Extracting values from text file
wahab at chemie.uni-halle.de
Sun Jun 18 11:46:43 EDT 2006
Thus spoke Preben Randhol (on 2006-06-18 13:34):
> On Sun, 18 Jun 2006 10:54:01 +0200
> Mirco Wahab <wahab at chemie.uni-halle.de> wrote:
>> - no DWIM-ism (do what I mean) on 'value' addition
> But you don't add two values. you add two strings. If you
> want numbers you must convert the strings.
Why? At least - if its obvious, what I want.
> Yes, but how can Python know that you want to add to
> numbers and not concate two strings?
The programming language should make some
rules regarding its operators and their
# want to add NUMBERS ('1' + '1.1111'/1.1111 = 2.1111)
# in python in perl
a1 = int( '1' ) $a1 = '1';
a1 += float( '1.1111' ) $a1 += '1.1111';
print a1 print $a1;
a2 = int( '1' ) $a2 = '1';
a2 += 1.1111 $a2 += 1.1111;
print a2 print $a2;
# want to add strings ('1' . '1.1111'/1.1111 = 11.1111)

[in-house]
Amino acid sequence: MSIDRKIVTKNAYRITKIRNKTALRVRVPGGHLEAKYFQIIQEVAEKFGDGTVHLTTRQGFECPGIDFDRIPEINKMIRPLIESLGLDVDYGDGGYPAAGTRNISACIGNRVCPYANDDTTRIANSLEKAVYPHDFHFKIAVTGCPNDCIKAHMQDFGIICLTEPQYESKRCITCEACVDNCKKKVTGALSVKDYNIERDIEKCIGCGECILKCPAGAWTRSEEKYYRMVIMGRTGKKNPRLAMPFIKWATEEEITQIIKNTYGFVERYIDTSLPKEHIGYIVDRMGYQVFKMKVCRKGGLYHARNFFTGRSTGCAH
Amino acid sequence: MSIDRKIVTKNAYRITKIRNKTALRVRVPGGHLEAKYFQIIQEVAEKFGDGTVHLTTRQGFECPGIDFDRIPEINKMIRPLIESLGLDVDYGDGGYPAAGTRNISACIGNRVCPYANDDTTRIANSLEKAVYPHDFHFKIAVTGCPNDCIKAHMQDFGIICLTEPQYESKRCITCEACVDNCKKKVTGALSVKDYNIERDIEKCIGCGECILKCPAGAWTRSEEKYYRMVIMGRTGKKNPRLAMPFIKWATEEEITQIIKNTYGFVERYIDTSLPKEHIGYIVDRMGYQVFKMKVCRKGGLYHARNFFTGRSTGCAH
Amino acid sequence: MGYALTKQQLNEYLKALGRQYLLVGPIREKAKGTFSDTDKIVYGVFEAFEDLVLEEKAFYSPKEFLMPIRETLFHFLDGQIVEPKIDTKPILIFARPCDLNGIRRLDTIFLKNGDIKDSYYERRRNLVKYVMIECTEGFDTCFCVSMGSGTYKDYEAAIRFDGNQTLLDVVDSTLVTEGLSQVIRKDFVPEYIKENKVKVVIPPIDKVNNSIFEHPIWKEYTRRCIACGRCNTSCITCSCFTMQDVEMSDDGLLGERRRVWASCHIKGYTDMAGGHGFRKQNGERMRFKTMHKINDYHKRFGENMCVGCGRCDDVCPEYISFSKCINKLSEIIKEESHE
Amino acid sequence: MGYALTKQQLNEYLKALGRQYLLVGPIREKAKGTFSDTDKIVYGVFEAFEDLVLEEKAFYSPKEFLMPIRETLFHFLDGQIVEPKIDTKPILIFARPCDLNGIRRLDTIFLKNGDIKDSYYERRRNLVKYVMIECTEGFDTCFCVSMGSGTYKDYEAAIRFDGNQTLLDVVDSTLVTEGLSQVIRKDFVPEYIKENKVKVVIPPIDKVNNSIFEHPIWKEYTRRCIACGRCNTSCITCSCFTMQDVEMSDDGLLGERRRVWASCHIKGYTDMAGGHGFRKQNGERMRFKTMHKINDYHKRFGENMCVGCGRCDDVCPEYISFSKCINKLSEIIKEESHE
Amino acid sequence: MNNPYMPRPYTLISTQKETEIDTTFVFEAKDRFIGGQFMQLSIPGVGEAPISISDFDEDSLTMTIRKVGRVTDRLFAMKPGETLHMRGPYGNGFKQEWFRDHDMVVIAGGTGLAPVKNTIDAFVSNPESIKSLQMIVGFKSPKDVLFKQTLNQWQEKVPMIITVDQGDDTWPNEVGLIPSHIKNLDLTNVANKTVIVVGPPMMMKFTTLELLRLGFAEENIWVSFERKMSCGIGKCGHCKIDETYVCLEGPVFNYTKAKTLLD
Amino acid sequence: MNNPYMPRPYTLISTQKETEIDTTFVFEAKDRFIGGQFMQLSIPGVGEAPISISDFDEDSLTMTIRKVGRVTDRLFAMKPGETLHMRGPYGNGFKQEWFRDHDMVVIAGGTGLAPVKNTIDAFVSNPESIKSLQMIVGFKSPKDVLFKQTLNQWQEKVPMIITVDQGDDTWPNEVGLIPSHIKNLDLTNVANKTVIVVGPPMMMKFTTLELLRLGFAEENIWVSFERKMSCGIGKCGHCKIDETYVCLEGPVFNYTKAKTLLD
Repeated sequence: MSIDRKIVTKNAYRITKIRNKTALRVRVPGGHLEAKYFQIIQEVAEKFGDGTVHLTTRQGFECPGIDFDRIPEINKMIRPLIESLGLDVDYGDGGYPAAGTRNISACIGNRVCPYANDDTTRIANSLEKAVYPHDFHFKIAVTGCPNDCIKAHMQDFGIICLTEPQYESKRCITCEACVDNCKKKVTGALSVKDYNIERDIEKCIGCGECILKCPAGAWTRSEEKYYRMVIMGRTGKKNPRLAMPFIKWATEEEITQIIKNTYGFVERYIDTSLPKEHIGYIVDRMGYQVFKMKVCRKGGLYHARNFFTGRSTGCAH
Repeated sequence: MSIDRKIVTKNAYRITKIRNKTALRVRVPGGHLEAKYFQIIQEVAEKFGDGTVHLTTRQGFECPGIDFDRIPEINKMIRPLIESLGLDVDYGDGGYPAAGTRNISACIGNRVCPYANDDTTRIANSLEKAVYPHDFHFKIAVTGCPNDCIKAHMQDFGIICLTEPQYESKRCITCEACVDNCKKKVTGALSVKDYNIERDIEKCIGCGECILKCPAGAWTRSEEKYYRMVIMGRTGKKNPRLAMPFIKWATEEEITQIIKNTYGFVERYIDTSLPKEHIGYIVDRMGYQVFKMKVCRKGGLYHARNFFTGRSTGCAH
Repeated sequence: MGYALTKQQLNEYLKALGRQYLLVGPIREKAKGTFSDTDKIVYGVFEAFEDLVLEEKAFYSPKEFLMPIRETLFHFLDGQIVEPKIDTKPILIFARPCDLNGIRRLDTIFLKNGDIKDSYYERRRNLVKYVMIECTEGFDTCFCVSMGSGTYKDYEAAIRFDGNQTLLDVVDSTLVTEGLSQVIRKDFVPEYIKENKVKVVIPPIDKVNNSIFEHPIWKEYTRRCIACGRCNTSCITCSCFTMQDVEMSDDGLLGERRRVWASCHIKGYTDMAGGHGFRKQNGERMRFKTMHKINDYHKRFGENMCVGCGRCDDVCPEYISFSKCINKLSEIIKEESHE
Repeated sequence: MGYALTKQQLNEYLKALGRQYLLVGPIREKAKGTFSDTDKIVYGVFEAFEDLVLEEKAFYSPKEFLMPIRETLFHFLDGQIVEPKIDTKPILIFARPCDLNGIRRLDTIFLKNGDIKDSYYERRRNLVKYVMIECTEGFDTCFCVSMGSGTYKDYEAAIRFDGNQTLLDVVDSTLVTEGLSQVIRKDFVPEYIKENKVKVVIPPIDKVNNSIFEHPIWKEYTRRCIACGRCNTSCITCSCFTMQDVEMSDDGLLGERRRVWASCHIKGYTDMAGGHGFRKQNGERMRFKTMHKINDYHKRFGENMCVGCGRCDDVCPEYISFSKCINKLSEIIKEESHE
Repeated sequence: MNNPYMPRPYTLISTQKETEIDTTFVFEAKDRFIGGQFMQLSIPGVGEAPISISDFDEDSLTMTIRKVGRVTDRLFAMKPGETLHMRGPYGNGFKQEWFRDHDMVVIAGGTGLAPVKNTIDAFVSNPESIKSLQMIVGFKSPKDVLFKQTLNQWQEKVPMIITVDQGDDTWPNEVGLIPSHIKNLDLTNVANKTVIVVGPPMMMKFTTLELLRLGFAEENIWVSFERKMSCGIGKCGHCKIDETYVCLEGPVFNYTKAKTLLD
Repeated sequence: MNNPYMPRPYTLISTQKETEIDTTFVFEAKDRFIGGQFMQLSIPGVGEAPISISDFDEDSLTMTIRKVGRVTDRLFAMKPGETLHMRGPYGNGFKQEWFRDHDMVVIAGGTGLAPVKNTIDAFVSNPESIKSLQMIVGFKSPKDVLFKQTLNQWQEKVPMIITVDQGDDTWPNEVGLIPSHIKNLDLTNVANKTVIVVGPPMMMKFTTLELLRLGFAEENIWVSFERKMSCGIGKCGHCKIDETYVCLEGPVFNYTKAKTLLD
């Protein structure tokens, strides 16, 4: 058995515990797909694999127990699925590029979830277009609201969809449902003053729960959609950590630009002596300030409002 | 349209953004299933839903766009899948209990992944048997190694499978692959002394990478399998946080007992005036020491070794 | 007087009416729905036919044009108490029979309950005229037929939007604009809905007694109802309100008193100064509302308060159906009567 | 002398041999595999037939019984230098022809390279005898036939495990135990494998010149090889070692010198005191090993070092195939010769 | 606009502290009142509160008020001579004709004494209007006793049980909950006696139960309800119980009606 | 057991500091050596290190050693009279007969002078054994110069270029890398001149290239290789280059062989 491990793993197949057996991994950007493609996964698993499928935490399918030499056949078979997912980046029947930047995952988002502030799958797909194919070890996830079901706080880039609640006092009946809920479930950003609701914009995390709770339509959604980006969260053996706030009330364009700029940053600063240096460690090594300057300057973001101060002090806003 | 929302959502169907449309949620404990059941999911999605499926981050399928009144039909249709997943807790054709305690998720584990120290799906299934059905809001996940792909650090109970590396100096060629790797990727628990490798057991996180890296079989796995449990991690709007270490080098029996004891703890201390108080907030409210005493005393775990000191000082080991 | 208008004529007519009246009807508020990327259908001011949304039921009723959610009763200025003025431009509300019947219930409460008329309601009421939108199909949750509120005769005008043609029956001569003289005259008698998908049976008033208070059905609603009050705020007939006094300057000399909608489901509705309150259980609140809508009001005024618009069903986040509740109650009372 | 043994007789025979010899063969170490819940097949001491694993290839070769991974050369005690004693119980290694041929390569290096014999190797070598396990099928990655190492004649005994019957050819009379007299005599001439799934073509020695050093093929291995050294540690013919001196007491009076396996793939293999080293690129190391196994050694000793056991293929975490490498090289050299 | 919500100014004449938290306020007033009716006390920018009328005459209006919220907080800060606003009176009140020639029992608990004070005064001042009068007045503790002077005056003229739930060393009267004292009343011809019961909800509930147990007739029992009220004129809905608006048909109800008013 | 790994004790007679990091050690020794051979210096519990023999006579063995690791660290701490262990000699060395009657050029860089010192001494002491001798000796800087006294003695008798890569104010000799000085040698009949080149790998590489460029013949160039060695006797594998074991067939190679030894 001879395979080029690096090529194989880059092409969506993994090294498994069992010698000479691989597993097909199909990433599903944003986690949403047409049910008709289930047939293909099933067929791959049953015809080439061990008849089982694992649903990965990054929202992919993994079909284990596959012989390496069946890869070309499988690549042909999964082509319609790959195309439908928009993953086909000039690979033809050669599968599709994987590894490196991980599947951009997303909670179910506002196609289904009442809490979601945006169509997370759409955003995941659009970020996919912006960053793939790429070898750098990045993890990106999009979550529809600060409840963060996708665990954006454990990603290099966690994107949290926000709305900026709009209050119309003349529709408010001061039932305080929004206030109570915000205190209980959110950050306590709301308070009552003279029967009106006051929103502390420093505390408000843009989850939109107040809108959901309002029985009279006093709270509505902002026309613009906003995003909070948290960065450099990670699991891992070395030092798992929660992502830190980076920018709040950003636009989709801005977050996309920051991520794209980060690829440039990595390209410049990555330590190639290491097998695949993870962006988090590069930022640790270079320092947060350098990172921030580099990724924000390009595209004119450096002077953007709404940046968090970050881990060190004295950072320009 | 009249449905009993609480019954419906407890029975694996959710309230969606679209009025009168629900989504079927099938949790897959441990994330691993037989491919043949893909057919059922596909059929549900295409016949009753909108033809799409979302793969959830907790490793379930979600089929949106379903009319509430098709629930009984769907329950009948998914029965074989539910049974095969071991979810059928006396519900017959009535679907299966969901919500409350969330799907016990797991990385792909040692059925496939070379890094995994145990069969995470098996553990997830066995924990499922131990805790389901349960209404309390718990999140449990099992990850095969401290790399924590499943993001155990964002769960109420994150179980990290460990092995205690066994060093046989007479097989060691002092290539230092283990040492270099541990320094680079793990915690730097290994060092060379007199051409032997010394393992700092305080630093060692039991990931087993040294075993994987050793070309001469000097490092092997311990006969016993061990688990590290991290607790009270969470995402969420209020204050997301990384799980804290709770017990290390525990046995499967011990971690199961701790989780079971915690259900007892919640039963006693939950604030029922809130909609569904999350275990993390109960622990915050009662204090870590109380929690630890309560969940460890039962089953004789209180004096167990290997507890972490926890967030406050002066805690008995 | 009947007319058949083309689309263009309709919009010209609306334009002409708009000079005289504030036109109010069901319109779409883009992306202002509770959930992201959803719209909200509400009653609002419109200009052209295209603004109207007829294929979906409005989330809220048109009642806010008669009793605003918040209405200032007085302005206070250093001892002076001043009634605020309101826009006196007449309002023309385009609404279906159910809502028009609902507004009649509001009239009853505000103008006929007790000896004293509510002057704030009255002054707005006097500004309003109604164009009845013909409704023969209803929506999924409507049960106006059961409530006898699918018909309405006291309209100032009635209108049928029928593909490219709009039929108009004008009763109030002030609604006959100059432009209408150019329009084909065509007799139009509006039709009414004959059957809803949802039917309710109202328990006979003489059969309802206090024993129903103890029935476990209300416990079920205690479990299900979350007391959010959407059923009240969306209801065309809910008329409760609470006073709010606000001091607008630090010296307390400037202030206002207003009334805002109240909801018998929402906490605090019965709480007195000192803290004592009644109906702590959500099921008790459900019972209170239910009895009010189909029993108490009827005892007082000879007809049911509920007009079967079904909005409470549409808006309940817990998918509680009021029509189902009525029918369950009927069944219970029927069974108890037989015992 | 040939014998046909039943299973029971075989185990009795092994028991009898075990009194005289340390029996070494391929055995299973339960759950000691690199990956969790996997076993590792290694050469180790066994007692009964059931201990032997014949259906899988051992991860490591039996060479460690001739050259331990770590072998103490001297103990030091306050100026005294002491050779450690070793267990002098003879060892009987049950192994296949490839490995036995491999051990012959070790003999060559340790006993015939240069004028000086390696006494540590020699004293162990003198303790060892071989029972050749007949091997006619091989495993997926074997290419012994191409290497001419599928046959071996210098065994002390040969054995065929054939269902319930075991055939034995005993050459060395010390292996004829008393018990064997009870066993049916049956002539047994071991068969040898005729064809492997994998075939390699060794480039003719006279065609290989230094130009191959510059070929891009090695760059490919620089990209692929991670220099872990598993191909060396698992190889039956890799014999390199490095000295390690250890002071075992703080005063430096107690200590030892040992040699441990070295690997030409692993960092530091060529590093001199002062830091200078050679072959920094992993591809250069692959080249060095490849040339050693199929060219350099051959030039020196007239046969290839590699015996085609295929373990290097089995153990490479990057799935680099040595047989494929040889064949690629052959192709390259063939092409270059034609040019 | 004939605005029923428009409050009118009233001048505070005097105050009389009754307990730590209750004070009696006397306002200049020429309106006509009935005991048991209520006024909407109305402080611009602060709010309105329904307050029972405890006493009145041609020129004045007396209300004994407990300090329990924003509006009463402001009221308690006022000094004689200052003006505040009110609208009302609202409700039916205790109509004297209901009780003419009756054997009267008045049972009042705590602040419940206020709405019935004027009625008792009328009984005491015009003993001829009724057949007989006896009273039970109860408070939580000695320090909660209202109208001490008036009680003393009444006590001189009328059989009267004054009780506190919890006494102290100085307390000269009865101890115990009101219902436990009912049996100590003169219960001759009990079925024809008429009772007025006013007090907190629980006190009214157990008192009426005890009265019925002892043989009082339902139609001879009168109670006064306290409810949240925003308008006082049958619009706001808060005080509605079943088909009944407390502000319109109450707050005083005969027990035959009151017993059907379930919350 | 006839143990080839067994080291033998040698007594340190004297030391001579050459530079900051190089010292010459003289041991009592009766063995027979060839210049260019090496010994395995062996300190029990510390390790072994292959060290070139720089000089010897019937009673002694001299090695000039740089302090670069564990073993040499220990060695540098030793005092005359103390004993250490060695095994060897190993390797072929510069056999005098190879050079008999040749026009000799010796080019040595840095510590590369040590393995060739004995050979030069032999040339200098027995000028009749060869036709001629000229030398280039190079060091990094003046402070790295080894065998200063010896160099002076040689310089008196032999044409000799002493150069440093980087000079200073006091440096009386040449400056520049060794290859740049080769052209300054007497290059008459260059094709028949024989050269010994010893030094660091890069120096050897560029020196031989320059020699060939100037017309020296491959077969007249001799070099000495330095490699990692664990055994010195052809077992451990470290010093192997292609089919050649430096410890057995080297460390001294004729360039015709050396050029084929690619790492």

b1 = '1' $b1 = '1';
b1 += '1.1111'; $b1 .= '1.1111';
print b1 print $b1;
b2 = '1' $b2 = '1';
b2 += str( 1.1111 ) $b2 .= 1.1111;
print b2 print $b2;
You see the picture? Pythons designer made the
they use the _same_ operator (+) for number _addition_
and string _concatenation_, which is, imho, cumbersome.
If you have an operator with meaning "add numbers" (+)
and one for "add strings" (.), the language could then
do the obvious for you.
Why would one go from C/C++ to "dynamical typed"
things, if he has to be so explicit on easy
Of course, you will get along with it, you
'learn' the corresponding 'python-phrases'
that do specific things, you get used to it.
But if you come, like me, from elsewhere,
there is sometimes something to rant on ;-)
I really try to get into it (Python), but
I'm, in such cases, more or less shocked -
and try express that , but I'm not interested
in 'language supremacy' discussions and the like.
BTW.: what exactly did you try to solve?
What would be a 'complete example' where
the parser has to chew on?
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